Social prescribing is the term used to describe the act of connecting people to activities, groups and support that improve health and wellbeing. The 9th March is Social Prescribing Day, an annual celebration of social prescribing which recognises link workers, local community groups and regional and national organisations that support people’s health and wellbeing.
The term ‘social prescribing’ dates back to the 1990s and, as early as then, Jami has been using this approach to support our community’s mental health. Initially, it was through our hubs, which take a holistic approach by considering each individual’s emotional, social, physical and spiritual wellbeing and providing the practical and emotional help to enable them to function as independently as possible and engage with their communities.
More recently, it has also been through Head Room, our community café that provides an alternative to traditional mental health services, inspiring improved wellbeing and socialisation.
Indeed, everyone in the community is welcome to access our free, inclusive community programme here, which provides opportunities to be creative, complete personal projects, join a community walk, take part in discussions or simply enjoy a coffee and a chat with others, offering mutual care, peer support and social connection in an inclusive and welcoming environment.
NASP, the National Academy for Social Prescribing, had this to say about Jami’s work…
“One of their popular programmes is the Head Room community programme at Head Room café, which seeks to build connections and relationships. It brings members of the community together to learn about mental health and receive support, while dining on delicious and vibrant kosher food and drinks.
“One person who attends the café said that they find ‘coming to Jami’s Head Room café very helpful’ and ‘have made many friends. Head Room is a great place to go, and has my support.’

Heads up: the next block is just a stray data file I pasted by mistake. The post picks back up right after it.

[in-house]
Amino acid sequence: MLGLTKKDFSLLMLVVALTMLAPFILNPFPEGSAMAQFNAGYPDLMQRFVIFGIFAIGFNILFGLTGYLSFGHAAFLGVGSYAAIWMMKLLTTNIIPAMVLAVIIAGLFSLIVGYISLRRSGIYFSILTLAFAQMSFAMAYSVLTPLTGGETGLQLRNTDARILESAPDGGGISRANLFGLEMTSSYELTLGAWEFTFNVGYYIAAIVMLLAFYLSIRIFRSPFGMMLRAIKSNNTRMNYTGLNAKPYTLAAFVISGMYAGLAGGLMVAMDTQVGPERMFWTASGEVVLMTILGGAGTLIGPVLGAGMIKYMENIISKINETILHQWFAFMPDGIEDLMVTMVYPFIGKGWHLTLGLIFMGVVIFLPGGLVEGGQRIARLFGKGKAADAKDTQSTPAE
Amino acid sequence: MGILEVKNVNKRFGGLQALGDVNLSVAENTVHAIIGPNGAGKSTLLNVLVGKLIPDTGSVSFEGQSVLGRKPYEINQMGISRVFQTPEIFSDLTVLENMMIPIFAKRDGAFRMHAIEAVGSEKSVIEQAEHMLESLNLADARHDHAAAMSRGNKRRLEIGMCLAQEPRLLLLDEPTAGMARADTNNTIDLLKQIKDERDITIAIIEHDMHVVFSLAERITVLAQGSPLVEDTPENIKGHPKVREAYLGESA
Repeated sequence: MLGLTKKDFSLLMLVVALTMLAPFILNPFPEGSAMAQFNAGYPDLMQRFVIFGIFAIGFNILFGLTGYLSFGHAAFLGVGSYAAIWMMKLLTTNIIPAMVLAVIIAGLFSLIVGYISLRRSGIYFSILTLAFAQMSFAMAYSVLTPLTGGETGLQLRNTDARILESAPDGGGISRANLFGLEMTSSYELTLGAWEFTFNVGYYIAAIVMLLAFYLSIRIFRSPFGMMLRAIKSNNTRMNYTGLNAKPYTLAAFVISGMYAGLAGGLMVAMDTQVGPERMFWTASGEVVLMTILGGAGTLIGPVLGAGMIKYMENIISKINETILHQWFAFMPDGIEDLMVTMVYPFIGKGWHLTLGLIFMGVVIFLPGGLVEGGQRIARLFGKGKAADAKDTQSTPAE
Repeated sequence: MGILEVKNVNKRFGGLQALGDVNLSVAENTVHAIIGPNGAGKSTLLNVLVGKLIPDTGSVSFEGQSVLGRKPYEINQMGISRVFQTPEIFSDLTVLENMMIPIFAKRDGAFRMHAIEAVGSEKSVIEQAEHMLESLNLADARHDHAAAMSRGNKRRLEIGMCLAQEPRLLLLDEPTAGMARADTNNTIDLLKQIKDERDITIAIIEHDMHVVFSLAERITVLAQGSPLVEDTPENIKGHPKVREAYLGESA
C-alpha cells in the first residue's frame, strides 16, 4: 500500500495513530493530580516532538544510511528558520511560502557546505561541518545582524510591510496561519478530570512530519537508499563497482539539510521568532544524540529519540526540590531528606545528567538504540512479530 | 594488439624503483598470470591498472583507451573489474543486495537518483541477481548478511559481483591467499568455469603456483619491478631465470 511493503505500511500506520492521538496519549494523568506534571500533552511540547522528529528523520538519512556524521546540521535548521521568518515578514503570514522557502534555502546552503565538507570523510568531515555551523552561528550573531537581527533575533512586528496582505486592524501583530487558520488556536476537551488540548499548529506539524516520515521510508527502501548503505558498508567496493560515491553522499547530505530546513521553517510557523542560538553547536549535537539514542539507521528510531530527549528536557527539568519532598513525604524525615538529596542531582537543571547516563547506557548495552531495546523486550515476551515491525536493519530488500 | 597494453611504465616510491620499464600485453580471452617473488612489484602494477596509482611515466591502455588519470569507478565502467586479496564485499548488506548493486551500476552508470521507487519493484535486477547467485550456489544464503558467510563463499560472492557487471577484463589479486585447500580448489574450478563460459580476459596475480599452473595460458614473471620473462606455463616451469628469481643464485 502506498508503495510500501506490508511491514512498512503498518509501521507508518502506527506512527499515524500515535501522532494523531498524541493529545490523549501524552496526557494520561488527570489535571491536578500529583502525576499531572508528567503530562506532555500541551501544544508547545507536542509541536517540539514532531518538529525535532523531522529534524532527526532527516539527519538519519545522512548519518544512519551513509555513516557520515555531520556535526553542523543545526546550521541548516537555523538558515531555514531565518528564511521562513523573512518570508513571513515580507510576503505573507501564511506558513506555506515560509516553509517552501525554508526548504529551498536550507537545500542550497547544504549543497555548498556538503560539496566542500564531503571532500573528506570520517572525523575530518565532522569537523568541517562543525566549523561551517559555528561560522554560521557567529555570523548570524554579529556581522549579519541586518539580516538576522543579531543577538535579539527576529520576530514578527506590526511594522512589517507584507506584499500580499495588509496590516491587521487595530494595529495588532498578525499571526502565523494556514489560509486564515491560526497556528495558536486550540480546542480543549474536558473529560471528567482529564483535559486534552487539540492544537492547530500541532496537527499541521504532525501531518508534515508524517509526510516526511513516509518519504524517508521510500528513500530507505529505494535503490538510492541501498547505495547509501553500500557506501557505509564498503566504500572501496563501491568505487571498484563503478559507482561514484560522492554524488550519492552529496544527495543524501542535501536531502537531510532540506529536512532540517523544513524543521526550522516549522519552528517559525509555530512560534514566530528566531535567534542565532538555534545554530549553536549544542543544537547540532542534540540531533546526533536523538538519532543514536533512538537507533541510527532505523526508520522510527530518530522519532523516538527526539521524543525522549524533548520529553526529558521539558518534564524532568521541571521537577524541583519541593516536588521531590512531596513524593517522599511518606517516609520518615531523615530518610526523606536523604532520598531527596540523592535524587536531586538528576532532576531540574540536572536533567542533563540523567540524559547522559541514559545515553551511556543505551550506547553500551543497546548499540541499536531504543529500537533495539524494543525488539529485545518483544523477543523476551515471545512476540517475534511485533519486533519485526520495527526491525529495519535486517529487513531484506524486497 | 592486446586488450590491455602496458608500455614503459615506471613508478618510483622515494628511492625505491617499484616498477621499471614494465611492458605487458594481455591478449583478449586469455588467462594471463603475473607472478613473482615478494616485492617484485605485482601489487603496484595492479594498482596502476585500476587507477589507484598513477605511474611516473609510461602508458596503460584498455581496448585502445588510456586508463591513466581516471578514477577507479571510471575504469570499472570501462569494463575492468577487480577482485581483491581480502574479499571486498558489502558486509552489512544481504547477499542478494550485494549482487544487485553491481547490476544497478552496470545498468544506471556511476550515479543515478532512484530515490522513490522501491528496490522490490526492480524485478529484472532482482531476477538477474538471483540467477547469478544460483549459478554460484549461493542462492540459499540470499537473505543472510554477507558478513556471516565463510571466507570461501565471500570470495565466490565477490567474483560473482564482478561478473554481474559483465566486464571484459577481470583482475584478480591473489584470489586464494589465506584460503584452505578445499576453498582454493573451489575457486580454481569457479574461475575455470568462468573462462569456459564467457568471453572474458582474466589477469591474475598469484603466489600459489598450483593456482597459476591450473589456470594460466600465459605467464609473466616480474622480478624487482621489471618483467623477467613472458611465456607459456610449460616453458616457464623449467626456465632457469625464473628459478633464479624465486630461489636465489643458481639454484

“The café has served as a great way for the charity to build connections with local health teams, with GPs popping in and introducing Jami’s services to link workers at their surgery. People have been referred to use the café and community and support services and Jami is seeking to build on their social prescribing offer.
“Head Room is much more than just a café. It’s a real community hub on the high street, helping to reduce isolation and loneliness by bringing people together and giving them a sense of purpose. It’s an inclusive and accessible space and the staff have found that people with mental health conditions have been able to thrive in a non-clinical setting.
“‘Coming here is like a holiday. Head Room gives me somewhere to go each day. There’s always someone to lean on. And I can be myself here. I hate the weekends because I can’t come to the café and that’s when I feel really isolated.’– Head Room user
“‘Our goal is to take mental health support out of a clinical setting and move it to somewhere easily accessible. Head Room is a very informal setting and normalises that we all have mental health. And we’re seeing people creating friendships through the groups and doing things outside of the café together. People feel they can come as they are and not feel judged.’– Head Room Café staff member.”
If you need support or are supporting someone who needs help, visit
jamiuk.org/get-support/ or call 020 8458 2223.